High Rollers

The tides in the Bay of Fundy, the waterway between the Canadian provinces of New Brunswick and Nova Scotia, are the highest in the world, with an estimated 100 billion tons of water rolling in and out of the bay twice daily.

One of the best places to see this phenomenon in action is Hopewell Rocks Park.  These “flowerpot” rocks are tree-topped rocks only partially visible at high tide.  Low tide reveals their delicate, sculpted bases.  During low tide it is possible to actually walk on the revealed sea floor.  As the tide comes in, footprints left on the flats literally disappear before people’s eyes as the water rises six to eight feet per hour.  In some parts of the bay the difference between high and low tide can be as much as 46 feet (14 m).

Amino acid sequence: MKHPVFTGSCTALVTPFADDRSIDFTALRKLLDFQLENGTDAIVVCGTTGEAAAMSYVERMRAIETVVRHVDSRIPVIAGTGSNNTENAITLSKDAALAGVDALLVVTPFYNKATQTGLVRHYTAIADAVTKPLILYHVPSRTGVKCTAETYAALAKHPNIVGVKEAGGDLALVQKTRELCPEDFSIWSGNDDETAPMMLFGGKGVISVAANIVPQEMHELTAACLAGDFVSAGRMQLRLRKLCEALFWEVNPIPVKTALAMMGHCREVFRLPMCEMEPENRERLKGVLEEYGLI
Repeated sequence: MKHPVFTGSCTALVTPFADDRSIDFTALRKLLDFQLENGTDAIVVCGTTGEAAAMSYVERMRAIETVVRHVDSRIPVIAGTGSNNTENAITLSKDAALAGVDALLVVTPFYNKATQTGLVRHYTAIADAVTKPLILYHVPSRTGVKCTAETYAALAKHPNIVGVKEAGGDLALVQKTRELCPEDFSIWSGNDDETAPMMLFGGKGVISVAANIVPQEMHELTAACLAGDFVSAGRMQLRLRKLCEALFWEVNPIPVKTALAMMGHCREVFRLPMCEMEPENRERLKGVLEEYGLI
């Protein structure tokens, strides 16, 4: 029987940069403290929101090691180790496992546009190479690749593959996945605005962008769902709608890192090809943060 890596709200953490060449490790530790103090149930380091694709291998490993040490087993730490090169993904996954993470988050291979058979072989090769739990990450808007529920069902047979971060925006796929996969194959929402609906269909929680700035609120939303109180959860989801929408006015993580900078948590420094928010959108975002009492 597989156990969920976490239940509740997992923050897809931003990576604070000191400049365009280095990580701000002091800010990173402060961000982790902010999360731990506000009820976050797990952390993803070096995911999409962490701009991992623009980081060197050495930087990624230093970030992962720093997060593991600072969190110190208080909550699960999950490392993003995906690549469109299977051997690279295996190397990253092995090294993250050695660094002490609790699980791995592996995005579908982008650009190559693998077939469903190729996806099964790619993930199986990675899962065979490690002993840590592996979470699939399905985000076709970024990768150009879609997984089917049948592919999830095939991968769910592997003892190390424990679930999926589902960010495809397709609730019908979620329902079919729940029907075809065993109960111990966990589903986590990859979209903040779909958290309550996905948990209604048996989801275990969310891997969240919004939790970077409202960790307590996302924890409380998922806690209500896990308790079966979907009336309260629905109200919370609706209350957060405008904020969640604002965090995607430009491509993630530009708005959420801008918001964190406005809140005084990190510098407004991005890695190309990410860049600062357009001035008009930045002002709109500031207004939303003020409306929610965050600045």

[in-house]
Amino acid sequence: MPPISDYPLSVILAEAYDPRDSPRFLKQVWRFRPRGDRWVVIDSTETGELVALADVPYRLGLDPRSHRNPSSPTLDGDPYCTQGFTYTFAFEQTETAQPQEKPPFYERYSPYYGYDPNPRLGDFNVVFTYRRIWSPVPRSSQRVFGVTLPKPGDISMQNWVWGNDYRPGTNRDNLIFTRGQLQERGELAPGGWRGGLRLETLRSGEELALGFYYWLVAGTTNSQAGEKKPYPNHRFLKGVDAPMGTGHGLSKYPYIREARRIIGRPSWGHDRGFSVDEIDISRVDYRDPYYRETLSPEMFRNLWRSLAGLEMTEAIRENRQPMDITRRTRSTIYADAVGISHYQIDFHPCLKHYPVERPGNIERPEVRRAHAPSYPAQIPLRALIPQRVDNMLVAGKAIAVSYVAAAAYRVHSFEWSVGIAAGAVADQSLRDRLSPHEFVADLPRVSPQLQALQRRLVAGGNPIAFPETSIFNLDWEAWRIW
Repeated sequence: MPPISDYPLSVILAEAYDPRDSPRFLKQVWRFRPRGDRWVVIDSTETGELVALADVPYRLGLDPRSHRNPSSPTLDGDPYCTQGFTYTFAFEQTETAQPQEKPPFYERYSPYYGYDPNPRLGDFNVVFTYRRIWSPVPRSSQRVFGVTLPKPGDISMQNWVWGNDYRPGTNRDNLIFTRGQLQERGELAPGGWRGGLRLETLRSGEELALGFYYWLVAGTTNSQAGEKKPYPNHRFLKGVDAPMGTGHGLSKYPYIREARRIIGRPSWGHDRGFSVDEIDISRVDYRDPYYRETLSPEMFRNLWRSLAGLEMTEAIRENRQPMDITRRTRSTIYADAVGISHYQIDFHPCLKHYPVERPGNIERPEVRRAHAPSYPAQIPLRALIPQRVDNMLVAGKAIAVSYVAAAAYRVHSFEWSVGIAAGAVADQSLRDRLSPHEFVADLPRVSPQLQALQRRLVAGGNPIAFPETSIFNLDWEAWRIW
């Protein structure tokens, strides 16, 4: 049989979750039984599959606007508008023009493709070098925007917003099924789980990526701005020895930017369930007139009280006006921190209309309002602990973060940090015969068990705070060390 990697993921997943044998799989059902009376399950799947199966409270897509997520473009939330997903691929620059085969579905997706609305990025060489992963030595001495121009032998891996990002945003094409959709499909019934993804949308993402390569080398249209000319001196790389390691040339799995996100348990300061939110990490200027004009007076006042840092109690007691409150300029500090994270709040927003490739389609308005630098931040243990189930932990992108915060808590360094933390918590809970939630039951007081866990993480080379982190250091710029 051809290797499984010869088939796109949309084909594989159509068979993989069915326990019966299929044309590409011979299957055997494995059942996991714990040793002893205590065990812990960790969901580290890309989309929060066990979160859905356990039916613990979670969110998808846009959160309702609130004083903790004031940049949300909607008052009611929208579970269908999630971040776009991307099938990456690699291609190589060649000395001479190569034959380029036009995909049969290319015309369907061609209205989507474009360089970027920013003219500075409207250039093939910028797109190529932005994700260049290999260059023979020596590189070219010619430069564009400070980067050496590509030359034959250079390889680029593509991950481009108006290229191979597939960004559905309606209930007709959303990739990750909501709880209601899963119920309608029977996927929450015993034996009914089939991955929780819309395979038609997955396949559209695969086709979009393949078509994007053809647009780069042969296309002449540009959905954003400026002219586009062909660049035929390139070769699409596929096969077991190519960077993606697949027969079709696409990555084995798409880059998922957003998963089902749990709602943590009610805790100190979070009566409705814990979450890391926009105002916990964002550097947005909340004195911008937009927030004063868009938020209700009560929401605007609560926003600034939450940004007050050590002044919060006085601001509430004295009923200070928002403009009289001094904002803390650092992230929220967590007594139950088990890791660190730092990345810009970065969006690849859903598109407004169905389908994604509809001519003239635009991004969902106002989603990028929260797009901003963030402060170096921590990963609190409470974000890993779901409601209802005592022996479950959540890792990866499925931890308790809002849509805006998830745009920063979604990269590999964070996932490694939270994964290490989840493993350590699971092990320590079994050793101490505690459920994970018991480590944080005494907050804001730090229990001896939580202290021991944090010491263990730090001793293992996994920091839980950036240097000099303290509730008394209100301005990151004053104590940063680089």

Whale enthusiasts will appreciate the bay area for the variety of marine mammals attracted to its krill-rich waters during the summer months.  Up to fifteen different species of toothed and baleen whales make their summer home in the waters just outside the bay.  Whale-watching tours depart daily from June to October each year.

For a glimpse into the planetary past, make a trip up the bay to the Joggins Fossil Cliffs.  These sandstone cliffs are rich with 300 million year-old fossils of everything from invertebrates to lizards and the trees of the primordial forest they lived in.  The powerful tides in the Bay of Fundy are constantly eroding the cliffs, constantly revealing more fossils.

No visit to the Bay of Fundy would be complete without seeing the Reversing Falls of St. John.  The St. John River flows into the bay through a series of rapids.  When the bay’s legendary high tide occurs, the flow of sea water forces the river water back up its course, reversing the direction of the falls.